As for the interior, one major red flag that popped into my head was the bottom intake. It is good that you can install two 120mm fans there, and two SSDs as well if you don’t want air flow, but notice that there is no dust filter so if you do install fans in there it’s great for GPU cooling, and it’s great for intake because the front intake is completely blocked, but there is no dust filtration on an intake area, which is a massive problem because it’s going to get dusty in like a month. What were they thinking?

As for the the rest of the hardware, it can support either SFX or SFX-L power supplies, the bracket is placed right beside them on the motherboard. There is plenty of height so you can install a radiator above it. If you are air cooling you can install a CPU tower up to 165mm all, so massive high performance heatsinks are not a problem in here. As for GPU support, cards up to 320mm long are compatible if you don’t install the front fan because if you remove 25mm from supported GPU length.

The Back & Issues

Looking at the back I appreciate this angular frame at the front where you can stash all your cables, and this is also where 2.5″ SSD or hard drive can be installed. I would advise against it just to avoid additional cable management stress. In my experience, cable management in this case is pretty straightforward, especially with an SFX unit because there is a little bit of space right next to the power supply to bunch up your cables.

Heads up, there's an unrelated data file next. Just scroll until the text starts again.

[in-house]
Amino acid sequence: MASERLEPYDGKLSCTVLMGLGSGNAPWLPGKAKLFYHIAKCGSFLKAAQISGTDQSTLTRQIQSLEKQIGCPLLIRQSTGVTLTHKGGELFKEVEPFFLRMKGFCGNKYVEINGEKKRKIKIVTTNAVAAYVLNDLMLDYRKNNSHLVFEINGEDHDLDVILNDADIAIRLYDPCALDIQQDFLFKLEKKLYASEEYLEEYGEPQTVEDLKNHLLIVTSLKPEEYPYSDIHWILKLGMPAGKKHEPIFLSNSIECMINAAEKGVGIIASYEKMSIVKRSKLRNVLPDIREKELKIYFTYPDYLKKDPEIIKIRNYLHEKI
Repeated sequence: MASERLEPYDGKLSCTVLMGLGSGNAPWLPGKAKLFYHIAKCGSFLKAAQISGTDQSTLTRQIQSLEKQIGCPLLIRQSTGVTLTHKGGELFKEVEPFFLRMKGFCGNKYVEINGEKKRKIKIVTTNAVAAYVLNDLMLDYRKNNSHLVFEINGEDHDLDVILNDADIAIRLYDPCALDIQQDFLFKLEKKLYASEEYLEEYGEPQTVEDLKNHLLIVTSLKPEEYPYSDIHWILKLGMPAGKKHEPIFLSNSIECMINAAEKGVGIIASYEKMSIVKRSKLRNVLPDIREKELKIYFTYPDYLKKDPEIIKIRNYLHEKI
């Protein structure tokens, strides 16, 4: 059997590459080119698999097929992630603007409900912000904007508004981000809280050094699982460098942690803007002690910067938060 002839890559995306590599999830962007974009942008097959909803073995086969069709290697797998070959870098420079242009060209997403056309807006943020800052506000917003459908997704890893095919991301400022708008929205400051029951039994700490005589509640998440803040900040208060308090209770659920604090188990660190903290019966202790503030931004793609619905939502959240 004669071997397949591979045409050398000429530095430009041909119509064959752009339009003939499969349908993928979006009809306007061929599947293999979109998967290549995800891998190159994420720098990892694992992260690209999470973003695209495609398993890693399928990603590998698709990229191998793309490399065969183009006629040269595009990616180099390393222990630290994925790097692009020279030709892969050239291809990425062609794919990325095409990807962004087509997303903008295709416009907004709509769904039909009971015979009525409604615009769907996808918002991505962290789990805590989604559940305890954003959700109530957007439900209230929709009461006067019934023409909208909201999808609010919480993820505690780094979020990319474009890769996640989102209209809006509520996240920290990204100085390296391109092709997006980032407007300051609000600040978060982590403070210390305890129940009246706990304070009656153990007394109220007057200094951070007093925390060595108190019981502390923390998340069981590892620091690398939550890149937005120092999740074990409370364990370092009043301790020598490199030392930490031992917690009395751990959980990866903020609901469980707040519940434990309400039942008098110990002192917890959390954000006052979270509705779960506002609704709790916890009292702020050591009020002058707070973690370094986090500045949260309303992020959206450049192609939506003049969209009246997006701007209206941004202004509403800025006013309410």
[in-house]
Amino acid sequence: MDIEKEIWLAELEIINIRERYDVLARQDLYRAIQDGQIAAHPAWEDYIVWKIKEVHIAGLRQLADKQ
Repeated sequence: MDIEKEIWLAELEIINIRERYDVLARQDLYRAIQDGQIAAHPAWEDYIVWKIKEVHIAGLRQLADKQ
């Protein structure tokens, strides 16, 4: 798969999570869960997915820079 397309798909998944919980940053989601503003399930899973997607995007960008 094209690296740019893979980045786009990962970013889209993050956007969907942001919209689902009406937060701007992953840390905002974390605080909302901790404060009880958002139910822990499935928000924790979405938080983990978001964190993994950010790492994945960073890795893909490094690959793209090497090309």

However, it is because of the power supply location that you encounter some iffy compatibility and bad optimizations of the space. First of all, that PSU power extension cable is kind of weird because in my configuration with a power supply fan facing down towards the GPU I could not route the cable because it is way too bulky and it is exiting the words the right side in this configuration. I actually had to rotate the power supply so it is facing up for cable to fit in place. Furthermore, because of this location the tubes on your all-in-one cooler or radiator have to exit near the back, not the front as they simply don’t fit at the front. And this is also a pretty bad optimization of space because that power supply section cannot converted to support ATX units. For example if you are not water cooling then you could utilize that space for an ATX power supply, but the case is not built for that. Now on the one hand this is exactly the type of ITX case I love working with, there is plenty of space for a large CPU tower heatsink, lots of room for cable management, and overall it’s an easy case to work in unlike something really compact where you spend like 5 hours trying to figure out the exact assembly procedure. Here is identical to any mid-tower, but everything is just shrunk.